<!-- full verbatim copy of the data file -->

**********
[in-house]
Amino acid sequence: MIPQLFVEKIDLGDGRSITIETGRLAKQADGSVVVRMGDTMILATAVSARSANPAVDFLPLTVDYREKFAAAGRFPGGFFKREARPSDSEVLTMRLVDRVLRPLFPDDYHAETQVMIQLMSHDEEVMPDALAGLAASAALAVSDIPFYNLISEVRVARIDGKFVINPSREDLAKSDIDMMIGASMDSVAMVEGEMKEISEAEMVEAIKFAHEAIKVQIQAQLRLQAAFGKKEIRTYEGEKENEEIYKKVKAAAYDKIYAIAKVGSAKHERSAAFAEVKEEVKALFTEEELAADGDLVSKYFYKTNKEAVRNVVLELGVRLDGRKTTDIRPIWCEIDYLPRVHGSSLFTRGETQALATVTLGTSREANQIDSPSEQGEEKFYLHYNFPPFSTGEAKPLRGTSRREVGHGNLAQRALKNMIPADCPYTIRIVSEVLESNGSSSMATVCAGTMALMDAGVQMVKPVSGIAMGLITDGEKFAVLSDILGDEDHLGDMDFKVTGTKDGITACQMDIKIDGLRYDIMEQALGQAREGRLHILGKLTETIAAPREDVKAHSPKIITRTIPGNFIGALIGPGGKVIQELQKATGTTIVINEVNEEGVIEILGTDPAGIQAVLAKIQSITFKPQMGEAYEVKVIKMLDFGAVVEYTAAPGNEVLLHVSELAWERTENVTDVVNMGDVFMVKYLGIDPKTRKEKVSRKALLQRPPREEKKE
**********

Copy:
[in-house]
Amino acid sequence: MIPQLFVEKIDLGDGRSITIETGRLAKQADGSVVVRMGDTMILATAVSARSANPAVDFLPLTVDYREKFAAAGRFPGGFFKREARPSDSEVLTMRLVDRVLRPLFPDDYHAETQVMIQLMSHDEEVMPDALAGLAASAALAVSDIPFYNLISEVRVARIDGKFVINPSREDLAKSDIDMMIGASMDSVAMVEGEMKEISEAEMVEAIKFAHEAIKVQIQAQLRLQAAFGKKEIRTYEGEKENEEIYKKVKAAAYDKIYAIAKVGSAKHERSAAFAEVKEEVKALFTEEELAADGDLVSKYFYKTNKEAVRNVVLELGVRLDGRKTTDIRPIWCEIDYLPRVHGSSLFTRGETQALATVTLGTSREANQIDSPSEQGEEKFYLHYNFPPFSTGEAKPLRGTSRREVGHGNLAQRALKNMIPADCPYTIRIVSEVLESNGSSSMATVCAGTMALMDAGVQMVKPVSGIAMGLITDGEKFAVLSDILGDEDHLGDMDFKVTGTKDGITACQMDIKIDGLRYDIMEQALGQAREGRLHILGKLTETIAAPREDVKAHSPKIITRTIPGNFIGALIGPGGKVIQELQKATGTTIVINEVNEEGVIEILGTDPAGIQAVLAKIQSITFKPQMGEAYEVKVIKMLDFGAVVEYTAAPGNEVLLHVSELAWERTENVTDVVNMGDVFMVKYLGIDPKTRKEKVSRKALLQRPPREEKKE